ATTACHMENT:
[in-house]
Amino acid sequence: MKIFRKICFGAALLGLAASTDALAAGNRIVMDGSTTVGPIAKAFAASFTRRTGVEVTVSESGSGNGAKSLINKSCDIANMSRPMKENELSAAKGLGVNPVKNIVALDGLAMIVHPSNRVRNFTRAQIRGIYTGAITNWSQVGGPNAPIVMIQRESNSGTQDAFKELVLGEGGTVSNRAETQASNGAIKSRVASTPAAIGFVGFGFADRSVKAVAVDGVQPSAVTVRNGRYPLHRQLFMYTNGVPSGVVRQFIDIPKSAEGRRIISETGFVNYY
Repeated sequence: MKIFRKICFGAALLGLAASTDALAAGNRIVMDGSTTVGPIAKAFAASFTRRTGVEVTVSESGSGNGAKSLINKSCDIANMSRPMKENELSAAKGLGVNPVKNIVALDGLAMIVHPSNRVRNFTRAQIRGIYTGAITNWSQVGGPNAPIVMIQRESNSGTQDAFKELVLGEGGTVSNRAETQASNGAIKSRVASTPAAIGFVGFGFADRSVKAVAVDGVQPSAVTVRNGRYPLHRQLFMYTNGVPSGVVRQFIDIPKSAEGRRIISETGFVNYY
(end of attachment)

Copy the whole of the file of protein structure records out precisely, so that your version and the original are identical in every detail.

[in-house]
Amino acid sequence: MKIFRKICFGAALLGLAASTDALAAGNRIVMDGSTTVGPIAKAFAASFTRRTGVEVTVSESGSGNGAKSLINKSCDIANMSRPMKENELSAAKGLGVNPVKNIVALDGLAMIVHPSNRVRNFTRAQIRGIYTGAITNWSQVGGPNAPIVMIQRESNSGTQDAFKELVLGEGGTVSNRAETQASNGAIKSRVASTPAAIGFVGFGFADRSVKAVAVDGVQPSAVTVRNGRYPLHRQLFMYTNGVPSGVVRQFIDIPKSAEGRRIISETGFVNYY
Repeated sequence: MKIFRKICFGAALLGLAASTDALAAGNRIVMDGSTTVGPIAKAFAASFTRRTGVEVTVSESGSGNGAKSLINKSCDIANMSRPMKENELSAAKGLGVNPVKNIVALDGLAMIVHPSNRVRNFTRAQIRGIYTGAITNWSQVGGPNAPIVMIQRESNSGTQDAFKELVLGEGGTVSNRAETQASNGAIKSRVASTPAAIGFVGFGFADRSVKAVAVDGVQPSAVTVRNGRYPLHRQLFMYTNGVPSGVVRQFIDIPKSAEGRRIISETGFVNYY